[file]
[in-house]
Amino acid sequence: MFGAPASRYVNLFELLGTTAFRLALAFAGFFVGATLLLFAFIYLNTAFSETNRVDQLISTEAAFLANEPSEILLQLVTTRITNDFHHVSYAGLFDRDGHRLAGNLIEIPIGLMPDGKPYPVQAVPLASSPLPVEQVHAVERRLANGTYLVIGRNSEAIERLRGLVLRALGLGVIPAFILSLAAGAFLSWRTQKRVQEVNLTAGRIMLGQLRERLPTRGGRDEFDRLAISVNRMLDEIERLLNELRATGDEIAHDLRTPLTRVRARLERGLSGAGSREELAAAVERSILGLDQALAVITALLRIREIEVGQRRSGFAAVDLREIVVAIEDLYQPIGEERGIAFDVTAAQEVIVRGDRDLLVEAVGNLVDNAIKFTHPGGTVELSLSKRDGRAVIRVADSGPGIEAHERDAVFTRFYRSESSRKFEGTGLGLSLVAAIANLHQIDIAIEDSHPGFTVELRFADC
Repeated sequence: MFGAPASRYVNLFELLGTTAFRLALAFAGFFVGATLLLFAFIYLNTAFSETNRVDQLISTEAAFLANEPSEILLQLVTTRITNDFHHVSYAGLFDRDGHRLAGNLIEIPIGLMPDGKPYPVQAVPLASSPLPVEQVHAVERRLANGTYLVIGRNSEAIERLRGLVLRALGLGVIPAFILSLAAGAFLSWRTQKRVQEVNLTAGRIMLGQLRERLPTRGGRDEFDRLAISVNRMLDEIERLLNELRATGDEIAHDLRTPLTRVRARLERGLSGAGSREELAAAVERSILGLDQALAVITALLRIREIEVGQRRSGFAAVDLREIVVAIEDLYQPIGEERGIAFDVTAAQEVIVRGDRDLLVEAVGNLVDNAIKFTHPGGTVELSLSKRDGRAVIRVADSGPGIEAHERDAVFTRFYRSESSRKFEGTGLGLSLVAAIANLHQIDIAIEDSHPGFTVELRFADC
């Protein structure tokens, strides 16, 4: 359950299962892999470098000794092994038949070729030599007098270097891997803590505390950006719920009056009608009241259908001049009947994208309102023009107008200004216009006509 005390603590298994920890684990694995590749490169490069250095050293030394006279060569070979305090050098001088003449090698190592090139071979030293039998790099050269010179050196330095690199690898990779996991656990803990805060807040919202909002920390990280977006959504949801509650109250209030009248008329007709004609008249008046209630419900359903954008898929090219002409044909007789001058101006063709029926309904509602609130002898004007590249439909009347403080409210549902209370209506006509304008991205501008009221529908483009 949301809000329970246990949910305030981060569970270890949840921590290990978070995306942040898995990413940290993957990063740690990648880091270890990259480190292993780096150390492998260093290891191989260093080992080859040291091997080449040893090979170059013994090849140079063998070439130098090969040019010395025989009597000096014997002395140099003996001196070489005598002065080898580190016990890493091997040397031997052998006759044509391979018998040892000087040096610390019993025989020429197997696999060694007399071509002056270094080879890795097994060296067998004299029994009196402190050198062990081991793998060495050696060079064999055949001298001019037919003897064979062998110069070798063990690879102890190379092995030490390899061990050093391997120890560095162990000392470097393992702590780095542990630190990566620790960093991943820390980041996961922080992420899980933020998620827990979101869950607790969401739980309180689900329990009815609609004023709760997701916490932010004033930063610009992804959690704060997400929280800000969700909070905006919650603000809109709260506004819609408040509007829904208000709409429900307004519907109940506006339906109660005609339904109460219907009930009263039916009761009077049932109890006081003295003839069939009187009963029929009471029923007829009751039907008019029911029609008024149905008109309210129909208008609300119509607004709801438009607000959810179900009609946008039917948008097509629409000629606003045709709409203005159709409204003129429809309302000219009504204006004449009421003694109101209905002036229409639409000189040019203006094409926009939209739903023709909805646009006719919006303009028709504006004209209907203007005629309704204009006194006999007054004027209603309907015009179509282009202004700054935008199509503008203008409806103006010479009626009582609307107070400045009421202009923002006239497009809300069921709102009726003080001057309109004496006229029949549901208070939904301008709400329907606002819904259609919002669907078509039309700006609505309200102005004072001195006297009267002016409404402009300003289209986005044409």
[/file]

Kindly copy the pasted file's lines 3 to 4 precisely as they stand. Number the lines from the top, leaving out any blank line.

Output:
Repeated sequence: MFGAPASRYVNLFELLGTTAFRLALAFAGFFVGATLLLFAFIYLNTAFSETNRVDQLISTEAAFLANEPSEILLQLVTTRITNDFHHVSYAGLFDRDGHRLAGNLIEIPIGLMPDGKPYPVQAVPLASSPLPVEQVHAVERRLANGTYLVIGRNSEAIERLRGLVLRALGLGVIPAFILSLAAGAFLSWRTQKRVQEVNLTAGRIMLGQLRERLPTRGGRDEFDRLAISVNRMLDEIERLLNELRATGDEIAHDLRTPLTRVRARLERGLSGAGSREELAAAVERSILGLDQALAVITALLRIREIEVGQRRSGFAAVDLREIVVAIEDLYQPIGEERGIAFDVTAAQEVIVRGDRDLLVEAVGNLVDNAIKFTHPGGTVELSLSKRDGRAVIRVADSGPGIEAHERDAVFTRFYRSESSRKFEGTGLGLSLVAAIANLHQIDIAIEDSHPGFTVELRFADC
């Protein structure tokens, strides 16, 4: 359950299962892999470098000794092994038949070729030599007098270097891997803590505390950006719920009056009608009241259908001049009947994208309102023009107008200004216009006509 005390603590298994920890684990694995590749490169490069250095050293030394006279060569070979305090050098001088003449090698190592090139071979030293039998790099050269010179050196330095690199690898990779996991656990803990805060807040919202909002920390990280977006959504949801509650109250209030009248008329007709004609008249008046209630419900359903954008898929090219002409044909007789001058101006063709029926309904509602609130002898004007590249439909009347403080409210549902209370209506006509304008991205501008009221529908483009 949301809000329970246990949910305030981060569970270890949840921590290990978070995306942040898995990413940290993957990063740690990648880091270890990259480190292993780096150390492998260093290891191989260093080992080859040291091997080449040893090979170059013994090849140079063998070439130098090969040019010395025989009597000096014997002395140099003996001196070489005598002065080898580190016990890493091997040397031997052998006759044509391979018998040892000087040096610390019993025989020429197997696999060694007399071509002056270094080879890795097994060296067998004299029994009196402190050198062990081991793998060495050696060079064999055949001298001019037919003897064979062998110069070798063990690879102890190379092995030490390899061990050093391997120890560095162990000392470097393992702590780095542990630190990566620790960093991943820390980041996961922080992420899980933020998620827990979101869950607790969401739980309180689900329990009815609609004023709760997701916490932010004033930063610009992804959690704060997400929280800000969700909070905006919650603000809109709260506004819609408040509007829904208000709409429900307004519907109940506006339906109660005609339904109460219907009930009263039916009761009077049932109890006081003295003839069939009187009963029929009471029923007829009751039907008019029911029609008024149905008109309210129909208008609300119509607004709801438009607000959810179900009609946008039917948008097509629409000629606003045709709409203005159709409204003129429809309302000219009504204006004449009421003694109101209905002036229409639409000189040019203006094409926009939209739903023709909805646009006719919006303009028709504006004209209907203007005629309704204009006194006999007054004027209603309907015009179509282009202004700054935008199509503008203008409806103006010479009626009582609307107070400045009421202009923002006239497009809300069921709102009726003080001057309109004496006229029949549901208070939904301008709400329907606002819904259609919002669907078509039309700006609505309200102005004072001195006297009267002016409404402009300003289209986005044409």